Mike McFeely: Bigmouth Buffalo Centenarians

Duluth News Tribune:

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Don’t call the bigmouth buffalo a “rough fish,” a common and derisive moniker slapped on species viewed as less desirable than the sainted walleye and other hotly pursued fish. “They are amazing,” said Alec Lackmann, a North Dakota State University researcher in the Department of Biological Sciences. “They are one of the most exceptional freshwater fish species in the world.”

Lackmann would know. He led an NDSU team that unearthed this amazing fact: Bigmouth buffalo can live to be more than 100 years old, making them the oldest age-validated freshwater fish in the world. Lackmann’s study included one specimen that was 112 years old, and most of the fish he researched were more than 80 years old. The oldest fish came from lakes near Pelican Rapids, Minnesota...

According to NDSU, the bigmouth buffalo is now known as the longest-lived freshwater teleost (ray-finned fish) and the oldest age-validated freshwater fish in the world. “This is a paradigm shift in how we’re looking at these fish and should open a discussion about their real value,” Lackmann said. “They should not be called ‘rough fish,’ which carries a negative connotation. They should be viewed as an ecological asset.”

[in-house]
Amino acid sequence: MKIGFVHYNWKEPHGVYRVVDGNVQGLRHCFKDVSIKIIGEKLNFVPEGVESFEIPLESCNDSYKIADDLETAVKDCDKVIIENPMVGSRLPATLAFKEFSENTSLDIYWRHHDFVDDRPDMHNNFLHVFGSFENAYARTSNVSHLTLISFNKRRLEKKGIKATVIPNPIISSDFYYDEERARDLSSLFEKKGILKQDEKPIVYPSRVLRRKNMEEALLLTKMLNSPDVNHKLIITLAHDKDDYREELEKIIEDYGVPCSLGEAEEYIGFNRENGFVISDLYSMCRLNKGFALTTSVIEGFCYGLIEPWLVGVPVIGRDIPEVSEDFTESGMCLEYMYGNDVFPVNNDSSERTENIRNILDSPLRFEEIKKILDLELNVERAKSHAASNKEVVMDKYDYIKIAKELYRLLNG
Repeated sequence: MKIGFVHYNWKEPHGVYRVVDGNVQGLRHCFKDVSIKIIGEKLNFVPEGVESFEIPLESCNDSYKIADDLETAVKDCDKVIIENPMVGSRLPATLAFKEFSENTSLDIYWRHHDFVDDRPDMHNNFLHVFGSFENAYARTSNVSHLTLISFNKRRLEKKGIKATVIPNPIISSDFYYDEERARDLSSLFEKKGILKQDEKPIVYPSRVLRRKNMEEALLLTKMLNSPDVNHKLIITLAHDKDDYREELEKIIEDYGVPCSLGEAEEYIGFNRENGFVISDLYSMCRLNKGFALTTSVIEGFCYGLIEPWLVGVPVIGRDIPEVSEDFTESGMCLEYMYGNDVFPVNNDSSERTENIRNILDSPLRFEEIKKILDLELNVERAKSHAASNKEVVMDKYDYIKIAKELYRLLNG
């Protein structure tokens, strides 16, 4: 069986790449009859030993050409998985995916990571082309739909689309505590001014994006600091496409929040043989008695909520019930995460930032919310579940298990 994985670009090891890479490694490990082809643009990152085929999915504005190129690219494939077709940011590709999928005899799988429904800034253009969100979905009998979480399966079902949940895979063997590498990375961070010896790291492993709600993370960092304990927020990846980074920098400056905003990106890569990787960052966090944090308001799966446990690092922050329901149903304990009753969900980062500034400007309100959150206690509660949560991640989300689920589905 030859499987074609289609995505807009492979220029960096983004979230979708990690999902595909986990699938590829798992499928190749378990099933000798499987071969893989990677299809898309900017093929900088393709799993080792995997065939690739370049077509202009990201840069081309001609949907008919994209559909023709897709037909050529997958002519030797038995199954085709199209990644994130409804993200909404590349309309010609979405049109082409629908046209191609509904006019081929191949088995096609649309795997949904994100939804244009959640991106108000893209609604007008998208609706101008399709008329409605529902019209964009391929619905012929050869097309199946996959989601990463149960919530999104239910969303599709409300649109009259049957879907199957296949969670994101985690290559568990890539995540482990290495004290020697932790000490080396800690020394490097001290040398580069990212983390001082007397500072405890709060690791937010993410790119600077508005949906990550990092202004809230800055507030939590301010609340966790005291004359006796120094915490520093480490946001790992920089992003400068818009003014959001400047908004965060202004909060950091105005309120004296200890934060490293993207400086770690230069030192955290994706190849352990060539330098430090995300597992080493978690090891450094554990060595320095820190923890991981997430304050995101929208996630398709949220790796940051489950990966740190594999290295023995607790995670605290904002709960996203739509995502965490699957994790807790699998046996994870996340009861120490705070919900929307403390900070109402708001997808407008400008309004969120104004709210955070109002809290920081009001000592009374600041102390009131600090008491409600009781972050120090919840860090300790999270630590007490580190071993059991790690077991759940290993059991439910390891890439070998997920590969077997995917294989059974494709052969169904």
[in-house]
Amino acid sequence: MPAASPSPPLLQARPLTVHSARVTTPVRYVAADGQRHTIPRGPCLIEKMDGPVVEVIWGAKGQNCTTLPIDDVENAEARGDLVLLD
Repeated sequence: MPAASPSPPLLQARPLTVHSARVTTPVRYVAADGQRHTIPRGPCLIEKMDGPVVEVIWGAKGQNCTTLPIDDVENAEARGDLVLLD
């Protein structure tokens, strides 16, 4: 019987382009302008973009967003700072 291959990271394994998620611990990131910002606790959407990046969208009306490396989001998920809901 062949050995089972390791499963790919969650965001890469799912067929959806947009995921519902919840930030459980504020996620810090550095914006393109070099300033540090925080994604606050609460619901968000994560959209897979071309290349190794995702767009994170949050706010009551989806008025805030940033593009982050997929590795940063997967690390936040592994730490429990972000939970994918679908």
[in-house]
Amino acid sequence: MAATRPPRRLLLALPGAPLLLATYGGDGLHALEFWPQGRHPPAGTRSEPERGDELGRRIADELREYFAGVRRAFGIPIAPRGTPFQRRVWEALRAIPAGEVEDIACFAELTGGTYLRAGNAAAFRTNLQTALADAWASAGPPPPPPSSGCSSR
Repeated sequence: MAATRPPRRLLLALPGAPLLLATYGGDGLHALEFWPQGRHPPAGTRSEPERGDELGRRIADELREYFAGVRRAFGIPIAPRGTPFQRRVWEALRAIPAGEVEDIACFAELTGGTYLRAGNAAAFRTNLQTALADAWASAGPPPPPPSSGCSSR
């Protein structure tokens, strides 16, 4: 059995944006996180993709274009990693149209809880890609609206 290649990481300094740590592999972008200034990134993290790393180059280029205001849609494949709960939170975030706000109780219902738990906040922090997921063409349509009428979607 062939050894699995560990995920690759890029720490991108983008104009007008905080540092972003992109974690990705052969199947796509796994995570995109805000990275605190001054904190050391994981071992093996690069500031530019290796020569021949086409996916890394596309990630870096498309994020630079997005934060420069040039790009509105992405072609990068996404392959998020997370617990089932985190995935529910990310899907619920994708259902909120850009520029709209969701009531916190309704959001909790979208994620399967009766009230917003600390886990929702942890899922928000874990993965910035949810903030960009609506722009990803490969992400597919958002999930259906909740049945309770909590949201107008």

Kirsti Marohn: Surveying Fish in Streams for Water Health

MPR:

Chad Anderson and John Sandberg slosh through a muddy stream in hip waders, pausing occasionally to duck under overgrown branches or swat a mosquito.

Sandberg carries a long pole with a metal ring on the end. He moves it through the water, sending out an electrical current that temporarily stuns the fish. Anderson comes behind him with a net, scooping them up. “We want to capture every single species, every fish,” Anderson said. “The little species are sometimes just as important as the big ones...”

This slow and sometimes painstaking work is part of the MPCA’s effort to document and monitor all 80 of Minnesota’s major watersheds. The work has produced a wealth of data about the health of Minnesota’s rivers, lakes and streams.

Boom times for fish populations

NSF:

We’re all familiar with the idea of extreme events. Meteorologists keep us up to date on hurricanes, floods and high temperatures. Economists watch the stock market for signs of crashes or rallies. Researchers spend a lot of time trying to better predict these events, yet are often surprised by the outcomes. According to a new study in the journal Limnology & Oceanography Letters, when it comes to nature’s extremes, nothing seems to beat what happens underwater.

Scientists at the National Science Foundation (NSF) North Temperate Lakes Long-Term Ecological Research (LTER) site — one of 28 NSF LTER sites — are routinely measuring everything from water temperature to nutrient concentrations to fish populations in Wisconsin lakes.